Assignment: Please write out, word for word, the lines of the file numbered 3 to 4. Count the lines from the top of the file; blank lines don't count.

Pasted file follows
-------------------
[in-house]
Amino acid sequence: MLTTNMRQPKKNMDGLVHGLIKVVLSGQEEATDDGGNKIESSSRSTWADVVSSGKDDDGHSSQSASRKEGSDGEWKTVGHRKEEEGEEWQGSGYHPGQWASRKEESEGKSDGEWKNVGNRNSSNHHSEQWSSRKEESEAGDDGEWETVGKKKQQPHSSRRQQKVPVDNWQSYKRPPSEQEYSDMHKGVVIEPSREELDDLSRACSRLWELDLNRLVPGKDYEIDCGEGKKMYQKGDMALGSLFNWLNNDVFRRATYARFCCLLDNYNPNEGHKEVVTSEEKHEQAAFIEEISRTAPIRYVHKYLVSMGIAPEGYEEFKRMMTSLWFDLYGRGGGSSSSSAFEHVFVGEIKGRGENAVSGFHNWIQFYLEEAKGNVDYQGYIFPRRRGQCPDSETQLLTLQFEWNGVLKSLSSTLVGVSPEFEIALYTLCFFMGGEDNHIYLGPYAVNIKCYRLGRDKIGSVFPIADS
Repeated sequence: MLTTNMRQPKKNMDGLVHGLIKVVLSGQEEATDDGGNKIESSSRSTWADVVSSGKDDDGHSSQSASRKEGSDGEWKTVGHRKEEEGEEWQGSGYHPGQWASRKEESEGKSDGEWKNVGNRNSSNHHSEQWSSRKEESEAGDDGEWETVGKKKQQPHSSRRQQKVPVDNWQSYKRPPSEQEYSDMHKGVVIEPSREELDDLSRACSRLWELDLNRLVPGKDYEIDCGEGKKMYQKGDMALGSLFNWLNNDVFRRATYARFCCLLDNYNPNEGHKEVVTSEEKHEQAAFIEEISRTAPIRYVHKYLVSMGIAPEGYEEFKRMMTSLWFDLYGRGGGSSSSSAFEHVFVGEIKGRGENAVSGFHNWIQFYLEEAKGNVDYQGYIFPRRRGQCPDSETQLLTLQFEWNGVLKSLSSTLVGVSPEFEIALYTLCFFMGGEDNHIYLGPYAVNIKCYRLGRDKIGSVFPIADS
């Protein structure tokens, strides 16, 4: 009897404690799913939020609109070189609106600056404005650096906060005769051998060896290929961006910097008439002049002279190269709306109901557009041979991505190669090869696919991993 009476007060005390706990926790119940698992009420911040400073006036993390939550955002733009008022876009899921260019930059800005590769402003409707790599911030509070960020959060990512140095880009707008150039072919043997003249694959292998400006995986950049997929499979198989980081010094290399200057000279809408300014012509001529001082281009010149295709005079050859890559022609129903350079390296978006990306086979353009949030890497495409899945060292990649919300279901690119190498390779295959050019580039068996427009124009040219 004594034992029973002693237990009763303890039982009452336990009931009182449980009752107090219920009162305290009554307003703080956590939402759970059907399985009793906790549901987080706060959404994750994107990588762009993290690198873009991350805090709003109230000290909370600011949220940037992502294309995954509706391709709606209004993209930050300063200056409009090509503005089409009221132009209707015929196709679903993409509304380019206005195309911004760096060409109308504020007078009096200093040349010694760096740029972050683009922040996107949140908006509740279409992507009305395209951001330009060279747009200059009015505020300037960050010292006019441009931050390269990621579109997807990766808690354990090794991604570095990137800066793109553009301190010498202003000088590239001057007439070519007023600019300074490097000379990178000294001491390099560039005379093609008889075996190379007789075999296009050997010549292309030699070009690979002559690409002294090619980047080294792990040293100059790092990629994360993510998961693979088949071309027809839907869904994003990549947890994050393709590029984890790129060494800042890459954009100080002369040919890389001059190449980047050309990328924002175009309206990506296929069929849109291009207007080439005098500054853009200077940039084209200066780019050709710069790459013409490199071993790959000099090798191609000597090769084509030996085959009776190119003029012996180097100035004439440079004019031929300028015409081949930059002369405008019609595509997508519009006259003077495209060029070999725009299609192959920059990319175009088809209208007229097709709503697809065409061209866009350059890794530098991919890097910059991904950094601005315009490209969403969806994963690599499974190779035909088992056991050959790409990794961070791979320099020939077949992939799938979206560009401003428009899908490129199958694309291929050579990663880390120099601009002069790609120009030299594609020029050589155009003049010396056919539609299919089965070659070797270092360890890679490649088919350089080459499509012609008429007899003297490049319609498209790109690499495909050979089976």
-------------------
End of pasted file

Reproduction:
Repeated sequence: MLTTNMRQPKKNMDGLVHGLIKVVLSGQEEATDDGGNKIESSSRSTWADVVSSGKDDDGHSSQSASRKEGSDGEWKTVGHRKEEEGEEWQGSGYHPGQWASRKEESEGKSDGEWKNVGNRNSSNHHSEQWSSRKEESEAGDDGEWETVGKKKQQPHSSRRQQKVPVDNWQSYKRPPSEQEYSDMHKGVVIEPSREELDDLSRACSRLWELDLNRLVPGKDYEIDCGEGKKMYQKGDMALGSLFNWLNNDVFRRATYARFCCLLDNYNPNEGHKEVVTSEEKHEQAAFIEEISRTAPIRYVHKYLVSMGIAPEGYEEFKRMMTSLWFDLYGRGGGSSSSSAFEHVFVGEIKGRGENAVSGFHNWIQFYLEEAKGNVDYQGYIFPRRRGQCPDSETQLLTLQFEWNGVLKSLSSTLVGVSPEFEIALYTLCFFMGGEDNHIYLGPYAVNIKCYRLGRDKIGSVFPIADS
């Protein structure tokens, strides 16, 4: 009897404690799913939020609109070189609106600056404005650096906060005769051998060896290929961006910097008439002049002279190269709306109901557009041979991505190669090869696919991993 009476007060005390706990926790119940698992009420911040400073006036993390939550955002733009008022876009899921260019930059800005590769402003409707790599911030509070960020959060990512140095880009707008150039072919043997003249694959292998400006995986950049997929499979198989980081010094290399200057000279809408300014012509001529001082281009010149295709005079050859890559022609129903350079390296978006990306086979353009949030890497495409899945060292990649919300279901690119190498390779295959050019580039068996427009124009040219 004594034992029973002693237990009763303890039982009452336990009931009182449980009752107090219920009162305290009554307003703080956590939402759970059907399985009793906790549901987080706060959404994750994107990588762009993290690198873009991350805090709003109230000290909370600011949220940037992502294309995954509706391709709606209004993209930050300063200056409009090509503005089409009221132009209707015929196709679903993409509304380019206005195309911004760096060409109308504020007078009096200093040349010694760096740029972050683009922040996107949140908006509740279409992507009305395209951001330009060279747009200059009015505020300037960050010292006019441009931050390269990621579109997807990766808690354990090794991604570095990137800066793109553009301190010498202003000088590239001057007439070519007023600019300074490097000379990178000294001491390099560039005379093609008889075996190379007789075999296009050997010549292309030699070009690979002559690409002294090619980047080294792990040293100059790092990629994360993510998961693979088949071309027809839907869904994003990549947890994050393709590029984890790129060494800042890459954009100080002369040919890389001059190449980047050309990328924002175009309206990506296929069929849109291009207007080439005098500054853009200077940039084209200066780019050709710069790459013409490199071993790959000099090798191609000597090769084509030996085959009776190119003029012996180097100035004439440079004019031929300028015409081949930059002369405008019609595509997508519009006259003077495209060029070999725009299609192959920059990319175009088809209208007229097709709503697809065409061209866009350059890794530098991919890097910059991904950094601005315009490209969403969806994963690599499974190779035909088992056991050959790409990794961070791979320099020939077949992939799938979206560009401003428009899908490129199958694309291929050579990663880390120099601009002069790609120009030299594609020029050589155009003049010396056919539609299919089965070659070797270092360890890679490649088919350089080459499509012609008429007899003297490049319609498209790109690499495909050979089976």